Review: The Tech by Mark Ravine

FF’s Star Rating: ☆ ☆ ☆ ☆ ☆

I guess writing novels about tech savvy guys are a thing nowadays because of a possible demand there might be from a high number of readers around the world who would like to read these types of novels. I am one of them – I like computers and what this invention can do for people if they know what to do with it. Computers are used for many reasons. Helping police detectives to solve all sorts of crimes is one of them. Seeing how this is done is to be expected in the book of an author that I only now came to learn about. His name is Mark Ravine and this is my review of his book The Tech which was published by Dawn Hill Publications.

A team of four armed individuals wearing masks, long coats, and surgical masks enter a stone building. Strangely enough, they aren’t noticed by anyone. This crew has a fifth member. With a well thought out plan as professionals, they go on to empty the cash of the bank’s vault and exit the building. No one gets injured, the bank manager dials 911, and cop cars appear.

Alexandra Cassidy works for the FBI. Her team are responsible for missing persons. They also have to deal with kidnapping and human trafficking acts. Her team includes a womanizer named Patrick Valentino, the grumpy John Gardner, the much experienced field agent Don Lambowitz, an African American woman named Nancy Wilson who has notations for the way that she apprehends suspects, and Patrick’s partner Gabriella Daniels. They each hail from different parts of the country. Michael Patterson is someone who provides IT support. Going simply by “Mike”, he is a helpful addition to the team, but each of them are unique.

If you have a bit of an adrenaline addiction and are used to it and don’t care much about what it does to you, the first paragraph of the first chapter shouldn’t be a problem to you. I guarantee that you will like the author’s storytelling method immediately. He has the ability to ensnare readers with his narrative. The police work getting done by his characters is sophisticated, but he writes in a way that readers will easily understand. I don’t know a whole lot about SWAT teams and police gadgets like comms. I read about it and thought to myself that here was a book that was definitely worth a read. Readers shouldn’t be surprised if they start seeing this book as something that could teach them about stuff they did not know. I could see why this book could do that.

Alexandra, being the lead character, makes an entrance that isn’t difficult to remember. The author has given her a musical preference that many readers, with myself included, will deem good. It was easy for me to experience what a day would be like in her shoes due to a single, well-written sentence that I came across. I found Alexandra to be very realistic as a person. As one, I think that she would be the type that wouldn’t always be in control of her temper. After coming across evidence of her having a caring heart, I saw her as a more respectable character. Respect is something that she gets in her professional life.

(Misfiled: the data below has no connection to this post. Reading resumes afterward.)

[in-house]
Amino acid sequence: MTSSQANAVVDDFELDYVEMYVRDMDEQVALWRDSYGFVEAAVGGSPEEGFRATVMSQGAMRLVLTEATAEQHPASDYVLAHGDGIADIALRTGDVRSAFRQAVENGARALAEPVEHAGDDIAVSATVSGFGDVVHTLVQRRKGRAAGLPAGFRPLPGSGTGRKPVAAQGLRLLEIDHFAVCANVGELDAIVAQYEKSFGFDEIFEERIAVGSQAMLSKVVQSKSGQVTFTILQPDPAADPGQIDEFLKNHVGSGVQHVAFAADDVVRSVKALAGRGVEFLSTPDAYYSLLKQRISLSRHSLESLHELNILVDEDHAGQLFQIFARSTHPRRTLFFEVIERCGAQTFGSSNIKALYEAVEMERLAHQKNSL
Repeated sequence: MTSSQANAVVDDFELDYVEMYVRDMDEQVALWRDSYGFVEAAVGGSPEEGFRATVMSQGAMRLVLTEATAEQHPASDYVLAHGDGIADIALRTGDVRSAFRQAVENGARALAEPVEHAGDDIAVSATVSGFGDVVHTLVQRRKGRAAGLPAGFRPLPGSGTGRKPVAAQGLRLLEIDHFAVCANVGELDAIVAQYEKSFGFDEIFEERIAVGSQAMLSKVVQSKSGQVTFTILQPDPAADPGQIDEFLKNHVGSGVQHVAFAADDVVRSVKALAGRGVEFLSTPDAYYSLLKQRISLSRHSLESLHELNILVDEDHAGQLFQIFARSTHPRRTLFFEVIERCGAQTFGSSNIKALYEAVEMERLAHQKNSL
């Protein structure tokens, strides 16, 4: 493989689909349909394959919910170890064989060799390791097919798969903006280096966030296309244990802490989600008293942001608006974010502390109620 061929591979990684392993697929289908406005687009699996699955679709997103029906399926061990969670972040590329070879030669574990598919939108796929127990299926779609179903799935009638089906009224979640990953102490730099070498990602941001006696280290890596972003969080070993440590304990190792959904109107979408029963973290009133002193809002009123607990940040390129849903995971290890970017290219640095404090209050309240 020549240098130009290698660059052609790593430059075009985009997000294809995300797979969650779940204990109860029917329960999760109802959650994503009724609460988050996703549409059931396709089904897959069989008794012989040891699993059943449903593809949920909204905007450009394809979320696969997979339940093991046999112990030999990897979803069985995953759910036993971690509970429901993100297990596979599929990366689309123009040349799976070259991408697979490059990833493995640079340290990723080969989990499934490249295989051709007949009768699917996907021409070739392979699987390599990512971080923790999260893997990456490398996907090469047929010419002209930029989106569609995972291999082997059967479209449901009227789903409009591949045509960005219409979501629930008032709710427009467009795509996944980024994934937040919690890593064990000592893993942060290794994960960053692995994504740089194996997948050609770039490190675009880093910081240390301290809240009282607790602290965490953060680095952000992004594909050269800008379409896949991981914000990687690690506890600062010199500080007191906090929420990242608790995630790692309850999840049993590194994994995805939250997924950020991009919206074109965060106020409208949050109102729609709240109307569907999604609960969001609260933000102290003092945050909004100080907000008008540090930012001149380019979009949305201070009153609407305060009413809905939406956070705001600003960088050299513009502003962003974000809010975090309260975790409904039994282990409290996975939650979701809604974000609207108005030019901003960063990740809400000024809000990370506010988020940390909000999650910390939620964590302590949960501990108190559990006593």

The author will get readers more interested just before they make it across the first half of the novel. This is where Alexandra gets a new and seemingly difficult case to solve. “Professor Rudolf Schultz, the missing scientist, was a bachelor, fifty-nine years old, and lived alone.” Professor Rudolf Schultz is a scientist from a pharmaceutical drugs research and manufacturing company called OctaGen Laboratories. This case immediately sounds like one that needs urgent attention. What made it sound like this to me was that this scientist had gone missing for four days. For me, four days sounds like a lot of time for somebody to have gone missing and if I were reading this book for the first time, I’d want Alexandra and her team to solve it.

In my opinion, Ravine gives too much away about his main character in the beginning. This is a storytelling strategy that some authors implement that I don’t normally agree with. The plus side is that, after reading through the first pages, readers will have a clear idea of who Alexandra Cassidy is. I can only add that the beginning is a part of the book that readers will want to come to a lot. If this is a good thing might vary from person to person.

Not everyone will like this book due to the information that can be found about technological devices that gets mentioned in this book. Mike, being the technological expert that he is, talks about what he knows. His expertise includes the ability to digitize documents. Readers who are not like Mike and who aren’t interested in technology might be among those that will like this book, but only to a certain point. I thought that Mike was an easily likeable character. He had a big screen from which he could read data. Imagining him and this thing was easy and I liked this image because it caused me to see him as this really smart person.

You do learn a lot about Alexandra Cassidy in the beginning. You learn where she has trained. You learn how smart she is. You learn why a former supervisor’s harsh words did nothing to stop her. If a story like this one happens to be your thing, I think you’ll benefit from reading it and meeting its lead for yourself. I like Mark Ravine. He is an author who has a good idea of the responsibility that comes with being a cop and how quickly help is needed by one in the place that he or she works in. Becoming part of something good seems extremely appealing because of this novel. Ravine has no problem with showing the dangerous side of this line of work.

Kindle Edition:

Publisher: Dawn Hill Publications LTD

Date Published: February 3, 2020

Genre: Hard-Boiled Mystery

Pages: 488

View on Amazon

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